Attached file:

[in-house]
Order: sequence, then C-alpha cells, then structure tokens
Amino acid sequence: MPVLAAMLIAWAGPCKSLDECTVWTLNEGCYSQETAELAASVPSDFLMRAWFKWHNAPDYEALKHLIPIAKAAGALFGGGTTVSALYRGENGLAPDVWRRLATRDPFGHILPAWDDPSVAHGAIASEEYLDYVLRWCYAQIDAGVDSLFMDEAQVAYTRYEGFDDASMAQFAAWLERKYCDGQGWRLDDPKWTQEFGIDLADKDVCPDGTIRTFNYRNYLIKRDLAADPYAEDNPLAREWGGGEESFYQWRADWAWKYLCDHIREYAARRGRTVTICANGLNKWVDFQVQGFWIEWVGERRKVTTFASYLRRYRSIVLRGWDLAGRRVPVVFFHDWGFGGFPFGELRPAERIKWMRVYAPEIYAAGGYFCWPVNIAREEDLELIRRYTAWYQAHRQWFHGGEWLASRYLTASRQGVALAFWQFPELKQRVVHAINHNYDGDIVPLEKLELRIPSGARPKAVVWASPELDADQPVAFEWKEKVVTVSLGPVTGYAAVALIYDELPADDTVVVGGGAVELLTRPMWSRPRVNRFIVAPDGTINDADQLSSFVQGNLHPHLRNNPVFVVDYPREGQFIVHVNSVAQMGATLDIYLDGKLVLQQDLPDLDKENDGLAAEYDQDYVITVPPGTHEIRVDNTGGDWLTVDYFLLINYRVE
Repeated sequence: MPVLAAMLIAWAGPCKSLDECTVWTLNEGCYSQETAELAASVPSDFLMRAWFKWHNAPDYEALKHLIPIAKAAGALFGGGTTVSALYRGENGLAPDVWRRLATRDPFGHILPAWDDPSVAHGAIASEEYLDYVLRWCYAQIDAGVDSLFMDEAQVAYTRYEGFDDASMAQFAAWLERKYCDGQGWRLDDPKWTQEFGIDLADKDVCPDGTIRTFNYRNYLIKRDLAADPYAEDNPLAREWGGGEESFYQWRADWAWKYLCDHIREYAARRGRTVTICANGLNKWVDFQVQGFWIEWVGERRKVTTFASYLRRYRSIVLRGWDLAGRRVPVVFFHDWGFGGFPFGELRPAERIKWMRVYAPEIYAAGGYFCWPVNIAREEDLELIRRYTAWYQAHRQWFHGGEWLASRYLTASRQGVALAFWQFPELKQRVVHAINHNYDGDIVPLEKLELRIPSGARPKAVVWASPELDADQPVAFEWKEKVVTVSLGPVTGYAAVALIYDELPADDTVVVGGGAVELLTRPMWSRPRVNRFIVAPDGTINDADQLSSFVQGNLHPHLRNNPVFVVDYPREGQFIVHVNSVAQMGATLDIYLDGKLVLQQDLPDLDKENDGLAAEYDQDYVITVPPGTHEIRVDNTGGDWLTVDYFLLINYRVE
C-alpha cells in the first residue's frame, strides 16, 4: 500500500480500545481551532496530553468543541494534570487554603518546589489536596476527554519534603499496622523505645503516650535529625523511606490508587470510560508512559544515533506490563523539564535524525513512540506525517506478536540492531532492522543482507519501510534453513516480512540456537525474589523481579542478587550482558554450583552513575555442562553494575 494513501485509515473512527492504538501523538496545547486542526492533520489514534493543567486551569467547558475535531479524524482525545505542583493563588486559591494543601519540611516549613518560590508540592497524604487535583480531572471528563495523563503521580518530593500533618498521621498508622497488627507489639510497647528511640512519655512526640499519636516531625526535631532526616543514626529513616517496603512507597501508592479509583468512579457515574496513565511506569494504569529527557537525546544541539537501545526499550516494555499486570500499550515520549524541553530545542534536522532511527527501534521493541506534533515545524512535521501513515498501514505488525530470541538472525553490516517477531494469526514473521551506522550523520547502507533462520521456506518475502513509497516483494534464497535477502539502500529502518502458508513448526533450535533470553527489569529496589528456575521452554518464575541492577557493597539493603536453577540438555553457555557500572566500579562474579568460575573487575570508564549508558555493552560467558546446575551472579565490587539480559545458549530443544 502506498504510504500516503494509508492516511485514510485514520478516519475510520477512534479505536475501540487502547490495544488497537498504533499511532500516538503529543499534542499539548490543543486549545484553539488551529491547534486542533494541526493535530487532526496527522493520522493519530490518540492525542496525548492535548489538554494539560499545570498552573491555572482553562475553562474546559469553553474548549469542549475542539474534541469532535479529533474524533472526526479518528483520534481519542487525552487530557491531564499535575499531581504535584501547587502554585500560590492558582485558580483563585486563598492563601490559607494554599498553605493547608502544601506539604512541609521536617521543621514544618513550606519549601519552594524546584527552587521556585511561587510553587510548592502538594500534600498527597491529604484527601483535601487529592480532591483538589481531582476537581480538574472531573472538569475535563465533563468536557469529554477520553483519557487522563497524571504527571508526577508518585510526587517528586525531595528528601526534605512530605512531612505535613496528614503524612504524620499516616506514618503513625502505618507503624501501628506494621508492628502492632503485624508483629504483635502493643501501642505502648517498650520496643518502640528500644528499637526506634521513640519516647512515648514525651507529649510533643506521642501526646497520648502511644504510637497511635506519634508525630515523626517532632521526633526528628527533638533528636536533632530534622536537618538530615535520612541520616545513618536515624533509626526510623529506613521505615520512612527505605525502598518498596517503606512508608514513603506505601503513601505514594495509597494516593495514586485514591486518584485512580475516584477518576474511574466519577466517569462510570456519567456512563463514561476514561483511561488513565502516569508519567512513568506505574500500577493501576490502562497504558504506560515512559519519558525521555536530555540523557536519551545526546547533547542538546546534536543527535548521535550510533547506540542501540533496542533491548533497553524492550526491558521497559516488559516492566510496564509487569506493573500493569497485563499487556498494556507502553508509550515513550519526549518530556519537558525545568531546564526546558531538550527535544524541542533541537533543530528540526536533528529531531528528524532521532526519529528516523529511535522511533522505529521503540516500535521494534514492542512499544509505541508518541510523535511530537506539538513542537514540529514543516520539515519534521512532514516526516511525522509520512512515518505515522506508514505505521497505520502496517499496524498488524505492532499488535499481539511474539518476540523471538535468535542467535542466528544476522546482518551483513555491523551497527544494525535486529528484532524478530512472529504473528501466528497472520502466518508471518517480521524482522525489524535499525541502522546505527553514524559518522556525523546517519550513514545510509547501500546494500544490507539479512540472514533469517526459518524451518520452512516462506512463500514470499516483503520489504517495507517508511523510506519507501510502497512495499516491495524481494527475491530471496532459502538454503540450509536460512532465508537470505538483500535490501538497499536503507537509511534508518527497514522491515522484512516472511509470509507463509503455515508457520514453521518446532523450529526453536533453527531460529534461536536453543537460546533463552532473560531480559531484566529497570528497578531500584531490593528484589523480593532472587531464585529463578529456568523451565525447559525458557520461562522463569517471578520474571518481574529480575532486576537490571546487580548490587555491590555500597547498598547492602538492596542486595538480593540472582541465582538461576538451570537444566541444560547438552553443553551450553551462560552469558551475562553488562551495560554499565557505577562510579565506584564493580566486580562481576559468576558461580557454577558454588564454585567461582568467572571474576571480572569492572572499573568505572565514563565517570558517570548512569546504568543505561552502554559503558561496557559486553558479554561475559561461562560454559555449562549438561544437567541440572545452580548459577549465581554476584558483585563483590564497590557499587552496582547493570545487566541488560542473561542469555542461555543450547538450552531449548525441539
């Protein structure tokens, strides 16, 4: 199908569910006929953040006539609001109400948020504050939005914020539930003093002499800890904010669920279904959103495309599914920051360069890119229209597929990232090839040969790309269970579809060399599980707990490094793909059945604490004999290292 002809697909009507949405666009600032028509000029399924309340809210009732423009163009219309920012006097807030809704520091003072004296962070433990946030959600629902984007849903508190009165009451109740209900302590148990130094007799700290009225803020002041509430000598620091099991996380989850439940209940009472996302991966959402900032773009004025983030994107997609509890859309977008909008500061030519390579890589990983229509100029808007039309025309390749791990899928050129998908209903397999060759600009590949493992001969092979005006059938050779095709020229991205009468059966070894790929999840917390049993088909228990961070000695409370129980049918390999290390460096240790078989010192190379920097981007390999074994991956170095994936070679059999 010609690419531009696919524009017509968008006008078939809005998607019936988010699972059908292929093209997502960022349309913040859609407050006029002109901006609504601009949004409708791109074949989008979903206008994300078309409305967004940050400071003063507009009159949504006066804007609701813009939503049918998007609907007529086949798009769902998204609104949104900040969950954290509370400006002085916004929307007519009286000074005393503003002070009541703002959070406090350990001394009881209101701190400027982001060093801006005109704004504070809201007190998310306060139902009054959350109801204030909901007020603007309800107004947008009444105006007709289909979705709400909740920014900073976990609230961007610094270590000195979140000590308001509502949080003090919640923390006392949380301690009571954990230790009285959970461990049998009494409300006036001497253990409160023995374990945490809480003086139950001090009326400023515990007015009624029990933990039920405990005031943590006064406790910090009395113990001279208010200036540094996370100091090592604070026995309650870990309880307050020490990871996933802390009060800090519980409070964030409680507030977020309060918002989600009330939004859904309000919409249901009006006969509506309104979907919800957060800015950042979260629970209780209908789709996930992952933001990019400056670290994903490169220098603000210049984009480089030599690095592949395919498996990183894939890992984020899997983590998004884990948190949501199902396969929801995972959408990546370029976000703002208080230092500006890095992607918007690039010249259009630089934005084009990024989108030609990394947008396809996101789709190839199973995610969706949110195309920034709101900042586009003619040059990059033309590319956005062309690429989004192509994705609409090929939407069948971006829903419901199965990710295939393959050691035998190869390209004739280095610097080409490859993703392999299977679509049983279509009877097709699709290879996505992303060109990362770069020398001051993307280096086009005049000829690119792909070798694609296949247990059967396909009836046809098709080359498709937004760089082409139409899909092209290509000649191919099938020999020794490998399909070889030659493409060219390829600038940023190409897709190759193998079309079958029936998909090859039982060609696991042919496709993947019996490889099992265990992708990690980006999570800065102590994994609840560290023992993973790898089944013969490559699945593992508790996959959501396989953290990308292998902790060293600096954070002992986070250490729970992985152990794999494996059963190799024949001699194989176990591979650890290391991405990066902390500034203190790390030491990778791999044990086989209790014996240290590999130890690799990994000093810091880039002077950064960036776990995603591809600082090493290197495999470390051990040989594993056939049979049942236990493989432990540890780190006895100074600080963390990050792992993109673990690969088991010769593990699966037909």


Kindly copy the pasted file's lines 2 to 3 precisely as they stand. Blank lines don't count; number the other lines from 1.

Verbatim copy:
Order: sequence, then C-alpha cells, then structure tokens
Amino acid sequence: MPVLAAMLIAWAGPCKSLDECTVWTLNEGCYSQETAELAASVPSDFLMRAWFKWHNAPDYEALKHLIPIAKAAGALFGGGTTVSALYRGENGLAPDVWRRLATRDPFGHILPAWDDPSVAHGAIASEEYLDYVLRWCYAQIDAGVDSLFMDEAQVAYTRYEGFDDASMAQFAAWLERKYCDGQGWRLDDPKWTQEFGIDLADKDVCPDGTIRTFNYRNYLIKRDLAADPYAEDNPLAREWGGGEESFYQWRADWAWKYLCDHIREYAARRGRTVTICANGLNKWVDFQVQGFWIEWVGERRKVTTFASYLRRYRSIVLRGWDLAGRRVPVVFFHDWGFGGFPFGELRPAERIKWMRVYAPEIYAAGGYFCWPVNIAREEDLELIRRYTAWYQAHRQWFHGGEWLASRYLTASRQGVALAFWQFPELKQRVVHAINHNYDGDIVPLEKLELRIPSGARPKAVVWASPELDADQPVAFEWKEKVVTVSLGPVTGYAAVALIYDELPADDTVVVGGGAVELLTRPMWSRPRVNRFIVAPDGTINDADQLSSFVQGNLHPHLRNNPVFVVDYPREGQFIVHVNSVAQMGATLDIYLDGKLVLQQDLPDLDKENDGLAAEYDQDYVITVPPGTHEIRVDNTGGDWLTVDYFLLINYRVE